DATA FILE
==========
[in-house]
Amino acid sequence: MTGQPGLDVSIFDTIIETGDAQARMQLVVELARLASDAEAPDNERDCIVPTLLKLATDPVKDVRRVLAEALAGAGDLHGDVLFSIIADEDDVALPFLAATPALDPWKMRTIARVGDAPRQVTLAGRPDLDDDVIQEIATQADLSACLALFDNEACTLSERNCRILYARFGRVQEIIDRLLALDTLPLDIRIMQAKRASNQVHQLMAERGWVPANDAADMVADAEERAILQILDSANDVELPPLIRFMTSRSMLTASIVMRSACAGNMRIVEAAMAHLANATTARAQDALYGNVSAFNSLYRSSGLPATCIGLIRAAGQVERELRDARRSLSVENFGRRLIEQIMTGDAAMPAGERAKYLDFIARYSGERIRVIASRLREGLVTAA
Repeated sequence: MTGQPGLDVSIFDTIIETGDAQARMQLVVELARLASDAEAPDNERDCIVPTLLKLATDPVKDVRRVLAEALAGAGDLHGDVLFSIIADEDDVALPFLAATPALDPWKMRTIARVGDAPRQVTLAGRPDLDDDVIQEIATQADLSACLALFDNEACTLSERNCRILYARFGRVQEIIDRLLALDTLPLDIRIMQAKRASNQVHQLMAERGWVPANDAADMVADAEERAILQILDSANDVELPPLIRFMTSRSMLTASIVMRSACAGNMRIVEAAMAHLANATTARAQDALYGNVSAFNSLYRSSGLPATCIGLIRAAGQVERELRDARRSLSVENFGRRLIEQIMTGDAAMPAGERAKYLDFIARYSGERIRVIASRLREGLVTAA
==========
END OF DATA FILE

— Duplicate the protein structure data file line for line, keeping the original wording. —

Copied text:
[in-house]
Amino acid sequence: MTGQPGLDVSIFDTIIETGDAQARMQLVVELARLASDAEAPDNERDCIVPTLLKLATDPVKDVRRVLAEALAGAGDLHGDVLFSIIADEDDVALPFLAATPALDPWKMRTIARVGDAPRQVTLAGRPDLDDDVIQEIATQADLSACLALFDNEACTLSERNCRILYARFGRVQEIIDRLLALDTLPLDIRIMQAKRASNQVHQLMAERGWVPANDAADMVADAEERAILQILDSANDVELPPLIRFMTSRSMLTASIVMRSACAGNMRIVEAAMAHLANATTARAQDALYGNVSAFNSLYRSSGLPATCIGLIRAAGQVERELRDARRSLSVENFGRRLIEQIMTGDAAMPAGERAKYLDFIARYSGERIRVIASRLREGLVTAA
Repeated sequence: MTGQPGLDVSIFDTIIETGDAQARMQLVVELARLASDAEAPDNERDCIVPTLLKLATDPVKDVRRVLAEALAGAGDLHGDVLFSIIADEDDVALPFLAATPALDPWKMRTIARVGDAPRQVTLAGRPDLDDDVIQEIATQADLSACLALFDNEACTLSERNCRILYARFGRVQEIIDRLLALDTLPLDIRIMQAKRASNQVHQLMAERGWVPANDAADMVADAEERAILQILDSANDVELPPLIRFMTSRSMLTASIVMRSACAGNMRIVEAAMAHLANATTARAQDALYGNVSAFNSLYRSSGLPATCIGLIRAAGQVERELRDARRSLSVENFGRRLIEQIMTGDAAMPAGERAKYLDFIARYSGERIRVIASRLREGLVTAA